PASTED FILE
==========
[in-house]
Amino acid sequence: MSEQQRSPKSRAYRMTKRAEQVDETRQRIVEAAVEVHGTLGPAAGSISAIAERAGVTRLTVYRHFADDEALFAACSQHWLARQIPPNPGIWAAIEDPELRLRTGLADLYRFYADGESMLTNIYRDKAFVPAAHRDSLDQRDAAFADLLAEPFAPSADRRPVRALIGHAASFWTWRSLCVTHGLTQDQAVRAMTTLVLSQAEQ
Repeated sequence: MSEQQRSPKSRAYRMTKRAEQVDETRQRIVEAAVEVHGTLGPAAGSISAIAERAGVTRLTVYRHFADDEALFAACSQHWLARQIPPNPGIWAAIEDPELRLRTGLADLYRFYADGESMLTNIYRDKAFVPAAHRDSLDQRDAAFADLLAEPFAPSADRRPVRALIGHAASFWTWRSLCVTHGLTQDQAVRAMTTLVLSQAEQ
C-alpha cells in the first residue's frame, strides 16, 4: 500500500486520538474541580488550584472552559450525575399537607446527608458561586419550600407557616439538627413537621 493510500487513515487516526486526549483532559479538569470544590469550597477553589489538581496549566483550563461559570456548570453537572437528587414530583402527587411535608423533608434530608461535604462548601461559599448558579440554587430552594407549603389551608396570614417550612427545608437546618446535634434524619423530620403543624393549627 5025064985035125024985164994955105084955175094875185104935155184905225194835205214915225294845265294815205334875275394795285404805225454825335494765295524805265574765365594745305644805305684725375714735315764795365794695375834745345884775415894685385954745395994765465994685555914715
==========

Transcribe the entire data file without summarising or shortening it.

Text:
[in-house]
Amino acid sequence: MSEQQRSPKSRAYRMTKRAEQVDETRQRIVEAAVEVHGTLGPAAGSISAIAERAGVTRLTVYRHFADDEALFAACSQHWLARQIPPNPGIWAAIEDPELRLRTGLADLYRFYADGESMLTNIYRDKAFVPAAHRDSLDQRDAAFADLLAEPFAPSADRRPVRALIGHAASFWTWRSLCVTHGLTQDQAVRAMTTLVLSQAEQ
Repeated sequence: MSEQQRSPKSRAYRMTKRAEQVDETRQRIVEAAVEVHGTLGPAAGSISAIAERAGVTRLTVYRHFADDEALFAACSQHWLARQIPPNPGIWAAIEDPELRLRTGLADLYRFYADGESMLTNIYRDKAFVPAAHRDSLDQRDAAFADLLAEPFAPSADRRPVRALIGHAASFWTWRSLCVTHGLTQDQAVRAMTTLVLSQAEQ
C-alpha cells in the first residue's frame, strides 16, 4: 500500500486520538474541580488550584472552559450525575399537607446527608458561586419550600407557616439538627413537621 493510500487513515487516526486526549483532559479538569470544590469550597477553589489538581496549566483550563461559570456548570453537572437528587414530583402527587411535608423533608434530608461535604462548601461559599448558579440554587430552594407549603389551608396570614417550612427545608437546618446535634434524619423530620403543624393549627 5025064985035125024985164994955105084955175094875185104935155184905225194835205214915225294845265294815205334875275394795285404805225454825335494765295524805265574765365594745305644805305684725375714735315764795365794695375834745345884775415894685385954745395994765465994685555914715